Battlefield also includes a class system with 4 classes: assault, engineer, support, and recon. Assault focuses on assault rifles and medic equipment, engineer focuses on carbines and repair/anti-armor, support focuses on LMGs and ammunition, and recon focuses on snipers and enemy detection techniques. By gaining experience points for each class players are able to unlock new equipment, such as defibrillators for the assault class, a guided rocket launcher for the engineer class, mortar for the support class, UAV drones for recon, and much more. By using certain weapons, players are able to unlock add-ons for their weapons such as the tactical flashlight, laser sight, etc and even newer weapons. The player as a whole can level up (like Call of Duty) by gaining experience points.
The vehicles of Battlefield 3 are extensive, ranging from the Tunguska anti-air vehicle to the UH-Bell helicopter. Although ground based vehicles are easy to maneuver, air vehicles require much more skill. Always have the professionals fly the helicopters and the jets. Some vehicles such as the APC and transport helicopters can act as mobile spawn points.
Multiplayer relies heavily on teamwork, an element that gives the game its feel and vibe. Players are placed in 4 man squads (if they choose to) and must work together to complete objectives. There is one squad leader per squad who gives orders, and squadmates who cooperate to execute the orders. Players are rewarded for teamwork; reviving an ally will grant 100 points while reviving a squadmate will grant 110 points, spotting an enemy and having him appear on the minimap will grant you 20 points once he is killed, following the squad leader’s orders (such as attacking an objective) adds 20 points to each of your kills, respawning on a squadmate gives that player 10 points, etc. Simply being in a vehicle with a squadmate will allow you to enjoy 20 points for every kill he gets.
Unknown to many players is the function of the “select” button (or the back button on the Xbox 360). Sure, holding on to it shows the leaderboard, but players are able to “spot” enemies by looking at their direction and pressing the select button. The enemy that is “spotted” will have a red marker above his head and his position will be revealed in the minimap AS LONG AS he is in the spotter’s view. Vehicles and planes may be spotted as well, and their markers stay longer. As a squad leader, looking at an objective and pressing select will order players to either attack or defend the objective (depends on whether the objective is hostile or friendly). Looking at players such as assault, engineer, or support classes and pressing the select button will allow you to request healing, repairs, or ammo.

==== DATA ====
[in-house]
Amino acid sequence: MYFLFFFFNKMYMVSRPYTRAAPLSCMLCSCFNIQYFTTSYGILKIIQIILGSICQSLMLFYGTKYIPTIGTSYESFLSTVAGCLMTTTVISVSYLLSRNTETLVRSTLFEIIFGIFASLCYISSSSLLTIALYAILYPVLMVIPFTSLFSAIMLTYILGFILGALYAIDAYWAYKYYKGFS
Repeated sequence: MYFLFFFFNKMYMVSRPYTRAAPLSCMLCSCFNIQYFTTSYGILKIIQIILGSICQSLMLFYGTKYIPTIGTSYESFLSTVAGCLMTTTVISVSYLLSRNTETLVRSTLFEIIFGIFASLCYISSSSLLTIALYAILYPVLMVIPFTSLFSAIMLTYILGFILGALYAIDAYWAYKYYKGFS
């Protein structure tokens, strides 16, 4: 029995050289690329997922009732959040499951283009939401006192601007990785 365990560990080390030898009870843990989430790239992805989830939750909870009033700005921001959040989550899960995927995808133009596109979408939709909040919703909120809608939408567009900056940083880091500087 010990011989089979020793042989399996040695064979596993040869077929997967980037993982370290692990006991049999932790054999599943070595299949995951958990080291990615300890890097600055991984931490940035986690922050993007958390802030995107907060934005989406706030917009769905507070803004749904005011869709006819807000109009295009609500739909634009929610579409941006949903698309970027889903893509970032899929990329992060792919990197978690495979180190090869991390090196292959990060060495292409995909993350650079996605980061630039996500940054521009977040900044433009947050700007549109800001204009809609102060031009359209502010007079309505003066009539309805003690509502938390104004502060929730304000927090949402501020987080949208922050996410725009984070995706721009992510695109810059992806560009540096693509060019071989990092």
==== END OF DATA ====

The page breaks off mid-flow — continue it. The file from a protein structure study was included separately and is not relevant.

Another key element in Battlefield 3 is its realism. Almost everything can be destroyed; some dude camping in that building? Fire at it with an RPG and watch the entire wall collapse. Destruction 3.0 allows for a realistic battlefield, with destructible environments that force players to constantly adapt. Sound is also realistic: there are over 300 different variants of the “Man Down!” event alone. Gunfire from afar will echo across the battlefield instead of sounding the same from far away. Flashlights can blind enemies (and allies) if shined right on their faces. Firing near an enemy will cause dust to kick up and mess their vision – suppression fire. Heck, bullets are even affected by gravity.
DICE has done a great job on this game. The only problem for me right now seems to be the horrid VOIP chat and the input lag that can occur on higher resolutions. They’ve announced updates to fix these problems, so we’ll see about that later. If you suffer from input lag, try lowering your resolution to 720p.
+ Stunning realism
+ A player cap of 24 works
+ Persistent character (leveling up, earning new weapons, etc)
+ Dedicated servers
- VOIP chat is terrible right now; you can’t hear what people are saying
- Input lag on higher resolutions (1080p)
- Lack of private servers
- Missing some traditional elements of the Battlefield series (such as the Commo-rose and Commander mode, although Commo-rose is available for the PC)
I rate this port's multiplayer a 9.8/10
It's the essence of combat; kill, or be killed.